figure and ground. the face of a mountain barely visible until a flare fires up and bursts flashlike for a few moments before slowly floating back towards earth. photo graphis; to etch with light. an intractable, and prolonged photographic moment. a cry for help perhaps, but a cry standing only for itself, beckoning no one in particular.
generally an exposure is determined by the camera or by the operator: light from out there is given access through the diaphragm and past the shutter curtain, before travelling indifferently in the dark chamber towards a dead end, absorption. upending what seemed the most basic of starting points, the opening scene is now inverted; moment by moment, the exposure is taking place within the image itself and the mountain is made visible in a series of fragments, or building blocks layered one on top of the next.. with this fissure comes the inevitable darkness of a blind trailing behind it with every frame and the reminder that the light, the images condition of visibility, always stands in danger of rendering the thing invisible.
somewhere along the way, probably in conjunction with the picture postcard or the carte de visite, it became photography’s lot to preserve the precious, fleeting bits of time called moments. whenever the need to grasp the roots of a certain configuration in the present came upon us, the photographic archive of our lives can tell us where we’ve been, or if nothing else, affirm that we in fact were. have been. like images in a family album, or a sequence of dna, it should take no more than a string of perfectly preserved moments to restore a failing or aging consciousness to its former glory. as i sift through some of the 16 billion images shared on instagram however, another inversion, a different kind of archive. rather than the breadcrumb trail of a family album, the images here seem to exist solely for the purpose of affirming presence, here and now. i am here i am here, i am there where you are not. in a nation restored, Bennin presents us with images which function as both an affirmation of an unspecified and wholly indeterminate present, and as fragments of an archive for a future reading. two differing, and mutually dependent modes of accounting for how something like identity is constructed.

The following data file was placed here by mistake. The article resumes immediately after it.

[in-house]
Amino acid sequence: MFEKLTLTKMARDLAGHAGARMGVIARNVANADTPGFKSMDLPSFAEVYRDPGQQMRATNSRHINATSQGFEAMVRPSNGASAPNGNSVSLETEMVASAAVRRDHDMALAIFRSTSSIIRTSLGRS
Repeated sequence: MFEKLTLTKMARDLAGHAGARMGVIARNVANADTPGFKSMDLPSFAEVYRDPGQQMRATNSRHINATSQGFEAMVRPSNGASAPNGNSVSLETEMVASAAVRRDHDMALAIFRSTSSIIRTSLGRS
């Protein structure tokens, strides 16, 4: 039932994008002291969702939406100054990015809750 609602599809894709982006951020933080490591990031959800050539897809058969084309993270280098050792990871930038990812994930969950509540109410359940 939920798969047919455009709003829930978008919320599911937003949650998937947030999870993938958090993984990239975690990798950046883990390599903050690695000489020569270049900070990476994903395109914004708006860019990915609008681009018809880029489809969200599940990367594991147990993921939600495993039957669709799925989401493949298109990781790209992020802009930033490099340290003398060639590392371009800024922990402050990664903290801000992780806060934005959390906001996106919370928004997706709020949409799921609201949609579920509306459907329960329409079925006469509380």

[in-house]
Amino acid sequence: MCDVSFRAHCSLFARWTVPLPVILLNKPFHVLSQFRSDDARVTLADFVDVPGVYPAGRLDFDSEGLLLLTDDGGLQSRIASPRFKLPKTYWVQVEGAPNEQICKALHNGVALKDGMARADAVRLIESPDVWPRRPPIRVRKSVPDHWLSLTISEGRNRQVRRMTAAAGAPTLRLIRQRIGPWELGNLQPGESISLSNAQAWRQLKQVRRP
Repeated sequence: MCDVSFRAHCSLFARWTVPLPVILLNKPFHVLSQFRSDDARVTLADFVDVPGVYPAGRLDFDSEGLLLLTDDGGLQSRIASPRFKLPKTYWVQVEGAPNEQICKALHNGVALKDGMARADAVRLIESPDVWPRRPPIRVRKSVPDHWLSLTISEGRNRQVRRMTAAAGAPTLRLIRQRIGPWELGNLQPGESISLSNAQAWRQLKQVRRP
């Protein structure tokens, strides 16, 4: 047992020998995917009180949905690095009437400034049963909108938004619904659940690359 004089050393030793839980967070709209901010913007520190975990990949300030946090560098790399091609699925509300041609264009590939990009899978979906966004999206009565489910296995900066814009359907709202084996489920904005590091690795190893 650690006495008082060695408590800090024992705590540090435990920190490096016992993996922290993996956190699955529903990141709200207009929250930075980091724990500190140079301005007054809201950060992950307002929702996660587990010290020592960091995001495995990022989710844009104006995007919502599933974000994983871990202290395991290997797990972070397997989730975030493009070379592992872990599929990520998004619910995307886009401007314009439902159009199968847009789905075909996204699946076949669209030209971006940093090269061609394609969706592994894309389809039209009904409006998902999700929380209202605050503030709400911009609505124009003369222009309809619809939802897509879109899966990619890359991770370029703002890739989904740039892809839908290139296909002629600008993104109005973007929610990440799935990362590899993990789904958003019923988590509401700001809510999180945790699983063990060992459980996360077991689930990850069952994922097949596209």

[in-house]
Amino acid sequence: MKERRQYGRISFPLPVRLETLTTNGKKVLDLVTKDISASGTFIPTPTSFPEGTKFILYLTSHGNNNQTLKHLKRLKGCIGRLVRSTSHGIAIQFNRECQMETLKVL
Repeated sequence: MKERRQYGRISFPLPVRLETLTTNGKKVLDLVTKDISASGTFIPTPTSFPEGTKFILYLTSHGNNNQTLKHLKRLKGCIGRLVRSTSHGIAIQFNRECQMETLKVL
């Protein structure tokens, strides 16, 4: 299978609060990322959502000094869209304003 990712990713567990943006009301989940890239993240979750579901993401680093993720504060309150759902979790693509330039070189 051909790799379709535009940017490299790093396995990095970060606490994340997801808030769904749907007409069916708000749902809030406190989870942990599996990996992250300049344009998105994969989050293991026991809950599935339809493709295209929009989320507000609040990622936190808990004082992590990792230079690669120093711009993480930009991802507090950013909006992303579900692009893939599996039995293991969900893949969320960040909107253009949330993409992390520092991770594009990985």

denial on one hand then, and on the other, the futile promise of revival. the photograph carries with it the unmistakable smell of death and decay, of forgetting and being forgotten, and as a consequence, maybe, that scent is tinged with hope as well. the idea that things can’t get any worse relies on a notion of time as continuous, as a predictable and linear sequence of events, propelling the subject ever forward towards some intangible but inevitable goal. arising seemingly from within itself there is no hope to speak of in the flare referred to earlier; in fact, it does not speak at all. it shares space for a given period of time with other entities, lights up and floats, always becoming, then fades. if we accept that video is constituted by death and renewal at every frame, on and off, then natural is the only designation that could do it justice. as if it were second nature then (what pray is first nature?), this video simply accepts, and it does this without clinging, without desperation, and, without hope.
it all sounded quite simple at first. an investigative journalists wet dream really, or perhaps that of a rebellious teenager who sees nothing but hypocrisy in the faces of the elders at the dinner table. a supposedly peace loving country, a beacon of peace really, has cordoned off a disproportionately large chunk of its most prized national mountain range for the purposes of a military practice area, and a test-site for explosives which coincidentally, this same country happens to export on a large scale. at present, this mountain majesty is to be cleaned up, restored and reset, not only to its former glory, but to a strange utopian vision of what could have been. is this act of restoration, of giving back a gift? is it an apology or a cathartic cleansing wiping the slate clean? should we be grateful or is that simply the reaction of the truly subjugated, to politely kiss the hand that slapped us?
somewhere, some time ago, i read that in order to conserve energy and space, a computer will, when performing a computation, erase each subsequent step as it moves forward. at the end, all we’re left with is the initial problem and the final solution so to speak. is the restoration that’s taking place here not similar? we are to end up with a product, nature, and the processes that will lead to the culminating scene, its future determined state, is to be erased.